It’s as true in business as in life: you can’t be all things to all people. Your business is focused on a specific service or services, or a certain product or set of products. Your target customer is probably fairly specific too, and probably lives in a specific geographic area. Chances are that your business serves some type of niche, and the narrower your niche, the better your chances for success.
Then why isn’t your website similarly focused?
Do you really want 10,000 visitors to hit your website every week only to immediately bounce or would you like 100 visitors every week who found you because you’re an exact match to what they’re looking for and they are ready to buy or hire you? How many hot leads does your website provide to you today? Are you tracking and measuring that?
Many small business websites make the mistake of trying to rank for highly competitive, general keywords like “Dallas plumber” or “Los Angeles personal injury attorney”. Those keywords aren’t completely impossible to rank for, but they are so broad and so highly competitive that they require a major coordinated SEO and SEM effort and can end up being a waste of time and money. Why? Because even if you succeed at ranking for a general keyword like that, most of the traffic you get probably isn’t going to be from buyers ready to make a purchase or hiring decision.
So what to do?
Narrow your geographic service area
It may seem trivial or obvious, but be sure to specifically include text throughout your website that describes the city(ies) and state that you service. Now, I don’t mean you should list every single town in every single county in a three-state area. That’s overkill and looks spammy to the search engines. But a specific description like “Serving all of Dallas and Tarrant Counties” with your address, including state and ZIP code is good. Or “Our agents cover the entire Los Angeles area from Glendale to Long Beach.” Or list the top 3 major cities/towns in your service area “Serving Dallas, Fort Worth and Arlington”. You get the point.
Just be sure to tie your business to your geographic location so you’re sure to only be targeting people who could actually become customers.
Zero in on specific services/products
Chances are that when someone is looking for a plumber for an emergency leak on a Sunday, they will search using more specific language than “plumber in Dallas”. Why? Because that search phrase will net them all kinds of general results that may not be helpful. So they’re more likely to be looking for something like “emergency weekend plumber north dallas”. And that’s probably going to be easier for your website to rank for. How, you ask?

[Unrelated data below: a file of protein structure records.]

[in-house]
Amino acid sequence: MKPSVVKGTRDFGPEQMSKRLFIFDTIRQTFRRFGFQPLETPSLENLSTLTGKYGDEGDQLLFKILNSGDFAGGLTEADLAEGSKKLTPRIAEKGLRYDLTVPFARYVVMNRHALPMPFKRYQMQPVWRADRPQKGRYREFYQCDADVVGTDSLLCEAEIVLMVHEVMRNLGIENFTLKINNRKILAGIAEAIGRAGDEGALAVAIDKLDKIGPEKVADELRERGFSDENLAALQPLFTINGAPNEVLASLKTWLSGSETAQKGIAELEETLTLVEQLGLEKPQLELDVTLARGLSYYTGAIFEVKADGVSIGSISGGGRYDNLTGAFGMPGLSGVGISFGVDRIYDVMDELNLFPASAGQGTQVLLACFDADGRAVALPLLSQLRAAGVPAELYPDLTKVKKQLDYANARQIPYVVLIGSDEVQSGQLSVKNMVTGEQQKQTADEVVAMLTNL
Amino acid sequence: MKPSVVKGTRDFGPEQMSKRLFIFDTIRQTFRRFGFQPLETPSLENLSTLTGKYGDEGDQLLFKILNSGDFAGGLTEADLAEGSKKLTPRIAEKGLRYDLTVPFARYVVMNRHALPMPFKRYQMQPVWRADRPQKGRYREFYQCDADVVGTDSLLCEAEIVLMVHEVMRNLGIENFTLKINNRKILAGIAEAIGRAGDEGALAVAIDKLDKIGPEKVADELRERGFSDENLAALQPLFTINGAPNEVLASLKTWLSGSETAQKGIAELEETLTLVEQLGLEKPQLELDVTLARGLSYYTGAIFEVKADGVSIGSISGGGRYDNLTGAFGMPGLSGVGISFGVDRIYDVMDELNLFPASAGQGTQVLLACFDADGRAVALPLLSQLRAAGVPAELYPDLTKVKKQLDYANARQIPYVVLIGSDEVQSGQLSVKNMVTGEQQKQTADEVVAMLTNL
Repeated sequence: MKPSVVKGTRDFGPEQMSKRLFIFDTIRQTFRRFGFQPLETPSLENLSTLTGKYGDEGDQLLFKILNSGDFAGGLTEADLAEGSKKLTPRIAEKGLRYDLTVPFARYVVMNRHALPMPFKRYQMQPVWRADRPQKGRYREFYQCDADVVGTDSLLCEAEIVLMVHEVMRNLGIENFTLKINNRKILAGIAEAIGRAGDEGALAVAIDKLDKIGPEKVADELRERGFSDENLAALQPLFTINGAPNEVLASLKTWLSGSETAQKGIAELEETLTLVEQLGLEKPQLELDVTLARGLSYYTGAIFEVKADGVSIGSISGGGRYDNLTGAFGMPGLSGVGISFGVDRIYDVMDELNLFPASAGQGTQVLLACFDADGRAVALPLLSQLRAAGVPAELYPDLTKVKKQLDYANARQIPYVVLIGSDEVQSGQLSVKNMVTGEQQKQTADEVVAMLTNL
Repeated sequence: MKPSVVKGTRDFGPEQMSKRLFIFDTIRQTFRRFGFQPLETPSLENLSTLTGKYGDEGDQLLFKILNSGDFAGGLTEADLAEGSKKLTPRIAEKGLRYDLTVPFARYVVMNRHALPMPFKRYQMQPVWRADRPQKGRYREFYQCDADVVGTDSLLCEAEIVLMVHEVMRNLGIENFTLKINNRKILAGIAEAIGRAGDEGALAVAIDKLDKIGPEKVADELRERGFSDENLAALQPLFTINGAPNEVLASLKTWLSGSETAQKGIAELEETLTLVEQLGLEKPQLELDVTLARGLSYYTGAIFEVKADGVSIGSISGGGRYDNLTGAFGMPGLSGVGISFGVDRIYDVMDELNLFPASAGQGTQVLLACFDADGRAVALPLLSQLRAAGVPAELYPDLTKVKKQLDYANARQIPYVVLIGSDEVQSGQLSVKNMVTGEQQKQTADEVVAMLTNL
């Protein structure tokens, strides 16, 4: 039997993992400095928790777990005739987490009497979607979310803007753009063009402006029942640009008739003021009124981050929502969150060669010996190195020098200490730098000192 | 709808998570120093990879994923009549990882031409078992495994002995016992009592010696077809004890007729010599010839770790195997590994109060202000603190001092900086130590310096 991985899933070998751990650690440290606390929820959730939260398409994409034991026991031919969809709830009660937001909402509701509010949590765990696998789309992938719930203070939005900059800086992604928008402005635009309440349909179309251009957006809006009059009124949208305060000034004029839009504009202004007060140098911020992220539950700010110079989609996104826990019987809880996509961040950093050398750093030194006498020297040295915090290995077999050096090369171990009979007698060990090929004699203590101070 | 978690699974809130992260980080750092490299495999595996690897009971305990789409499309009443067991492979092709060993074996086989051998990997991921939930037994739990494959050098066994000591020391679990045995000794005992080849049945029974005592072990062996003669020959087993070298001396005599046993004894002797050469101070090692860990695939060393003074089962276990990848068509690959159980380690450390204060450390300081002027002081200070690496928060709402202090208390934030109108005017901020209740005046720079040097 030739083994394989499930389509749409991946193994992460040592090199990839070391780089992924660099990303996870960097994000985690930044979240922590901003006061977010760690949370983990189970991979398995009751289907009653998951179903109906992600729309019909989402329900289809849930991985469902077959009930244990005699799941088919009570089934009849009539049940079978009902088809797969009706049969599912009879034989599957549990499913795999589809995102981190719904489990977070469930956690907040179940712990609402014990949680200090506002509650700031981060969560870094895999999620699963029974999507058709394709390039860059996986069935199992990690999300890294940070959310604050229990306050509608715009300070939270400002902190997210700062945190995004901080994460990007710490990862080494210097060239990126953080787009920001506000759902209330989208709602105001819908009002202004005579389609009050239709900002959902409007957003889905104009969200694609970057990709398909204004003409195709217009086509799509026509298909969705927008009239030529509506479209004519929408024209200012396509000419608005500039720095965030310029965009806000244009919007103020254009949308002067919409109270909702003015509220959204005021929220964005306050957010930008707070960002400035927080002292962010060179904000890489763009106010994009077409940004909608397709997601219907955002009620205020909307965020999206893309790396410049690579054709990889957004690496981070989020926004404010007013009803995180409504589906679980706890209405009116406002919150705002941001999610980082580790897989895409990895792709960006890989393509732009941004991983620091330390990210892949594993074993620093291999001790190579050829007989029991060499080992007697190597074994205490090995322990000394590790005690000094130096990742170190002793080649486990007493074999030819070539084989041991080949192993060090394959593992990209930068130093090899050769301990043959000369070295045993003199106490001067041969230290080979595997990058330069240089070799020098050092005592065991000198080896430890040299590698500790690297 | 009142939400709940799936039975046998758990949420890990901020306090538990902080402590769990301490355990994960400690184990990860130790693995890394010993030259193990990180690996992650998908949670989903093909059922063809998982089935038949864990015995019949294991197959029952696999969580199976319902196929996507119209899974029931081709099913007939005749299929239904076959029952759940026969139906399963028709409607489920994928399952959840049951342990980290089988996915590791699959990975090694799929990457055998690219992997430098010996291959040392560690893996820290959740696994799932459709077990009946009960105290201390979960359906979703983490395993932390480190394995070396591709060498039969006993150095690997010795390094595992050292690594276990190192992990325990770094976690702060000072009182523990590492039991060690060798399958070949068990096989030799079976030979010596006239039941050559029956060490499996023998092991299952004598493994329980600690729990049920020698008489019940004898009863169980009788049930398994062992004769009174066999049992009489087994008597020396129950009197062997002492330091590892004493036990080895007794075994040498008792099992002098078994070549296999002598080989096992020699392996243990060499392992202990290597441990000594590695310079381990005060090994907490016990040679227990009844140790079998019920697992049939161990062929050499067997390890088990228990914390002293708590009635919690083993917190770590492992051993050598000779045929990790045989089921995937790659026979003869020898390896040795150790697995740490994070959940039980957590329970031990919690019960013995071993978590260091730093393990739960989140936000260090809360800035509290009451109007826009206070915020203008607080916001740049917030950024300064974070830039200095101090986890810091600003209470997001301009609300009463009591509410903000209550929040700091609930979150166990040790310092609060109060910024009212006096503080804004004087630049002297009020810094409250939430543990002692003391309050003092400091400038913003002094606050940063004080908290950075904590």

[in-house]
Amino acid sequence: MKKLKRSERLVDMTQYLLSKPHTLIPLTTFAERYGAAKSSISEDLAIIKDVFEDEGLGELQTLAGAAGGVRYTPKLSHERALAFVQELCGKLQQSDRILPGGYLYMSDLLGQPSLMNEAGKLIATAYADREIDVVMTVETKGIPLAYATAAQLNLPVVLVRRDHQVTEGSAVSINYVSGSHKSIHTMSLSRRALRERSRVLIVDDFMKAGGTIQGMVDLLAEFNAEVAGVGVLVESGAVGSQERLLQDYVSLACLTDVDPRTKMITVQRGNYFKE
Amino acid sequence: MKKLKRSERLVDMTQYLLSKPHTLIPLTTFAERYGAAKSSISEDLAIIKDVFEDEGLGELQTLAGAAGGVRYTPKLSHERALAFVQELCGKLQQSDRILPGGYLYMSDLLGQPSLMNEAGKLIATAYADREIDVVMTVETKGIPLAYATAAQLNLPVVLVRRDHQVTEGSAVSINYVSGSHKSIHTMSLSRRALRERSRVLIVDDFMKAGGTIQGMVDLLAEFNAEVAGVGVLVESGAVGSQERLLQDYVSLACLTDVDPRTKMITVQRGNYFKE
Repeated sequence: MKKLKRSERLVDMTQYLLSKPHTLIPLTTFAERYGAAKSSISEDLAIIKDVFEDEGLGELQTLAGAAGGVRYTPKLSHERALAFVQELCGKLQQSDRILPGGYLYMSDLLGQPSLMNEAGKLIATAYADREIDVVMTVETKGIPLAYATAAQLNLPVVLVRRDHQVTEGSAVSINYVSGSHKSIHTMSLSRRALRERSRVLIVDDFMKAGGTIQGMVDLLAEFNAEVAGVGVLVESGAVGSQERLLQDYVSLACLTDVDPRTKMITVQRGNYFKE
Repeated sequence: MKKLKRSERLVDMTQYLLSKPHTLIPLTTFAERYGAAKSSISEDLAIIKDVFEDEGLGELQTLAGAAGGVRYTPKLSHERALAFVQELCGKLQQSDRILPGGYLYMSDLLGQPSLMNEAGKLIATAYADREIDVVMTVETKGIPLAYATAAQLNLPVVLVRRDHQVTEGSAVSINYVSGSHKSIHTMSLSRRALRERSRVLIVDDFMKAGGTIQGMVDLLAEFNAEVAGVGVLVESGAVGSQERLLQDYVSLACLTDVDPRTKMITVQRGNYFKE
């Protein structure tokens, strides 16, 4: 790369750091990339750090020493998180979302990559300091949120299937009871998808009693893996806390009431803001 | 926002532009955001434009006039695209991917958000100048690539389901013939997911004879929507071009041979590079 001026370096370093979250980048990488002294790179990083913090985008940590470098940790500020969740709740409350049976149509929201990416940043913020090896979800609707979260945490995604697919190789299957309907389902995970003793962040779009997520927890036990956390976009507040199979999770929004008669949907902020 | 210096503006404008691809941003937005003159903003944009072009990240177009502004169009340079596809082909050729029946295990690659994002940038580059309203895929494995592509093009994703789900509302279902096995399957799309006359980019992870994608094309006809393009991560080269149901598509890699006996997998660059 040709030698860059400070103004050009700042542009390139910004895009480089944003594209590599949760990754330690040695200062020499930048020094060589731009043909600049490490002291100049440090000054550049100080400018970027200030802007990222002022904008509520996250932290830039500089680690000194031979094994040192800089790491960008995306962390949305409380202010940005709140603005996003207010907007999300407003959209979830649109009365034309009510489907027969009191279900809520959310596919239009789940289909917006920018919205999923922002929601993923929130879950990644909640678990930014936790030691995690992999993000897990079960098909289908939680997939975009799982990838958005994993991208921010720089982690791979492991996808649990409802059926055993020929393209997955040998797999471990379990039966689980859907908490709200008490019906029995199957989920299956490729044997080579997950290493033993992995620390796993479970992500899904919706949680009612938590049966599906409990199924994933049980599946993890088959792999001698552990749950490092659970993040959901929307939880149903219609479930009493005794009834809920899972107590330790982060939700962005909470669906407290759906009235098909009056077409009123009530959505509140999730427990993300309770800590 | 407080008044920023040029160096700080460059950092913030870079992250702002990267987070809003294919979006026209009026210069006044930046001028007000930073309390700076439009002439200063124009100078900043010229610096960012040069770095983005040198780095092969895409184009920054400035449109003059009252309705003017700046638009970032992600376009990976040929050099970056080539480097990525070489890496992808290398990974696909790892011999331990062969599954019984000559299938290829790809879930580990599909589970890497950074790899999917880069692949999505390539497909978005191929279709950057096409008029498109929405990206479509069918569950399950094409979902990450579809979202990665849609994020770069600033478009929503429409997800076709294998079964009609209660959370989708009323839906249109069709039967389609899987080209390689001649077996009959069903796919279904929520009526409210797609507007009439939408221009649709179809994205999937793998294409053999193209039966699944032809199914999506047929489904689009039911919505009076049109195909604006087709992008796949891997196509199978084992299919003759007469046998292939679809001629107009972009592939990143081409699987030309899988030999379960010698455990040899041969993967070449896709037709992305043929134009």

Use terminology your customers use
A little keyword research will reveal to you the types of searches people are doing to find businesses like yours. Once you know what these more specific search phrases are, be sure to prominently include them on your website. Devote a page to “emergency weekend plumber north dallas” and chances are that everyone who finds your page is ready to call. Write about how your team works on weekends and handles plumbing emergencies 24/7 in the North Dallas area. List the specific types of emergencies you typically see like “clogged shower drains” or “kitchen disposal backed up”. This detailed content not only helps the customer, but it tells the search engines specifically what you do and where you do it.
If your typical customer is searching for “help with itemized tax return” they won’t find you if you don’t mention that on your website. If all you say is “tax specialist” or worse, “accounting services” and don’t even mention tax services, you’re ignoring most of your potential customers.
Keep adding fresh, relevant content
To attract consumers to your website at the decision-making moment, you have to show up in the search results for the specific thing they’re looking for in their specific geographic area. And the way you do that is to make sure you have plenty of specifically relevant content on your website. Even if your human visitors don’t read all of the content on your site (and they won’t) the search engines will. And the more detailed information you give the search engines, the easier it is for them to know which searches your business is related to, and the more visibility your website will have.